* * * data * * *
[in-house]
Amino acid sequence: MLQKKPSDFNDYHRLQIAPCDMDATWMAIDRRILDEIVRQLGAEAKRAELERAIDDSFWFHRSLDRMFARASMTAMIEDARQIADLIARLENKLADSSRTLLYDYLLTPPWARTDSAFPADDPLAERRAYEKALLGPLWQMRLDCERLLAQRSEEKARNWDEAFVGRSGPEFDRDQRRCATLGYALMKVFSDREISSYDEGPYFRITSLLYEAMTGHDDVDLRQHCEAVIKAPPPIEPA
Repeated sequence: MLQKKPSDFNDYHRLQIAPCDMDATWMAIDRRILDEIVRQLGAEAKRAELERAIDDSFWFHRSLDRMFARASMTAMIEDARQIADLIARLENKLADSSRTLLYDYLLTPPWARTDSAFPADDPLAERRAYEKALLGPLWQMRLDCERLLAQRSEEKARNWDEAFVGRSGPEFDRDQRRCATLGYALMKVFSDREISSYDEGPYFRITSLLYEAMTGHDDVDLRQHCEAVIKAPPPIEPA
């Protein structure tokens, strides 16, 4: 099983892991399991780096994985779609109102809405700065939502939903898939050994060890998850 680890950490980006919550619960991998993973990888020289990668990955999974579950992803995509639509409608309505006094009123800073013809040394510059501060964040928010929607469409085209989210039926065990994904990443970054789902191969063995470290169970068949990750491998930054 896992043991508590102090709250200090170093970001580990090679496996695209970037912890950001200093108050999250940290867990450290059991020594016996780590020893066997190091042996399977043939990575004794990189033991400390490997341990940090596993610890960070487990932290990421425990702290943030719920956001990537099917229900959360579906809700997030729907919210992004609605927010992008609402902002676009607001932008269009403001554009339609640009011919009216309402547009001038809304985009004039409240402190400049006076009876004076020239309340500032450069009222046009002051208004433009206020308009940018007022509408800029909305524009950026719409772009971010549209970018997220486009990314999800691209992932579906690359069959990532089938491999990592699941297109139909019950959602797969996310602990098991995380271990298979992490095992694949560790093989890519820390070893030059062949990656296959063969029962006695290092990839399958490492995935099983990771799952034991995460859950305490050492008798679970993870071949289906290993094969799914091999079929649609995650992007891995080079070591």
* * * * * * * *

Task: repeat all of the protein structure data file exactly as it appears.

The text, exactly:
[in-house]
Amino acid sequence: MLQKKPSDFNDYHRLQIAPCDMDATWMAIDRRILDEIVRQLGAEAKRAELERAIDDSFWFHRSLDRMFARASMTAMIEDARQIADLIARLENKLADSSRTLLYDYLLTPPWARTDSAFPADDPLAERRAYEKALLGPLWQMRLDCERLLAQRSEEKARNWDEAFVGRSGPEFDRDQRRCATLGYALMKVFSDREISSYDEGPYFRITSLLYEAMTGHDDVDLRQHCEAVIKAPPPIEPA
Repeated sequence: MLQKKPSDFNDYHRLQIAPCDMDATWMAIDRRILDEIVRQLGAEAKRAELERAIDDSFWFHRSLDRMFARASMTAMIEDARQIADLIARLENKLADSSRTLLYDYLLTPPWARTDSAFPADDPLAERRAYEKALLGPLWQMRLDCERLLAQRSEEKARNWDEAFVGRSGPEFDRDQRRCATLGYALMKVFSDREISSYDEGPYFRITSLLYEAMTGHDDVDLRQHCEAVIKAPPPIEPA
């Protein structure tokens, strides 16, 4: 099983892991399991780096994985779609109102809405700065939502939903898939050994060890998850 680890950490980006919550619960991998993973990888020289990668990955999974579950992803995509639509409608309505006094009123800073013809040394510059501060964040928010929607469409085209989210039926065990994904990443970054789902191969063995470290169970068949990750491998930054 896992043991508590102090709250200090170093970001580990090679496996695209970037912890950001200093108050999250940290867990450290059991020594016996780590020893066997190091042996399977043939990575004794990189033991400390490997341990940090596993610890960070487990932290990421425990702290943030719920956001990537099917229900959360579906809700997030729907919210992004609605927010992008609402902002676009607001932008269009403001554009339609640009011919009216309402547009001038809304985009004039409240402190400049006076009876004076020239309340500032450069009222046009002051208004433009206020308009940018007022509408800029909305524009950026719409772009971010549209970018997220486009990314999800691209992932579906690359069959990532089938491999990592699941297109139909019950959602797969996310602990098991995380271990298979992490095992694949560790093989890519820390070893030059062949990656296959063969029962006695290092990839399958490492995935099983990771799952034991995460859950305490050492008798679970993870071949289906290993094969799914091999079929649609995650992007891995080079070591």